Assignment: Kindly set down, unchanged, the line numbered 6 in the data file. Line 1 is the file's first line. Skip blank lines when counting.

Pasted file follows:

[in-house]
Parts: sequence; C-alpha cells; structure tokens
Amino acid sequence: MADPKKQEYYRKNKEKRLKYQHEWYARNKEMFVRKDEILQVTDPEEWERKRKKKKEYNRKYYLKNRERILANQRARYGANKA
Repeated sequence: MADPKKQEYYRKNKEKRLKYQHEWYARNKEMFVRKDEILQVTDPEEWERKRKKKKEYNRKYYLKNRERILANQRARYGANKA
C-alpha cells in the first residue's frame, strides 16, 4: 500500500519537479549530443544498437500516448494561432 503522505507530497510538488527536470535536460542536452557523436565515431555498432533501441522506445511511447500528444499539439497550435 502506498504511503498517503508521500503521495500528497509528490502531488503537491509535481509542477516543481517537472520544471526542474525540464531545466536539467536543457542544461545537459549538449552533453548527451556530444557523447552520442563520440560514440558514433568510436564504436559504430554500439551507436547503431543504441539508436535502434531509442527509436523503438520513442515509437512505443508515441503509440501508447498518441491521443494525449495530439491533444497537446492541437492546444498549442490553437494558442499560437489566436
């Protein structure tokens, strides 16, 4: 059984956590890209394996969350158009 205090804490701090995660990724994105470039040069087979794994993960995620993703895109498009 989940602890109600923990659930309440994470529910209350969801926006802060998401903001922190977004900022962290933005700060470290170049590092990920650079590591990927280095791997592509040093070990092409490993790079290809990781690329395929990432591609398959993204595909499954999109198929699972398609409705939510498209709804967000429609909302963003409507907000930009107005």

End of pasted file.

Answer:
């Protein structure tokens, strides 16, 4: 059984956590890209394996969350158009 205090804490701090995660990724994105470039040069087979794994993960995620993703895109498009 989940602890109600923990659930309440994470529910209350969801926006802060998401903001922190977004900022962290933005700060470290170049590092990920650079590591990927280095791997592509040093070990092409490993790079290809990781690329395929990432591609398959993204595909499954999109198929699972398609409705939510498209709804967000429609909302963003409507907000930009107005």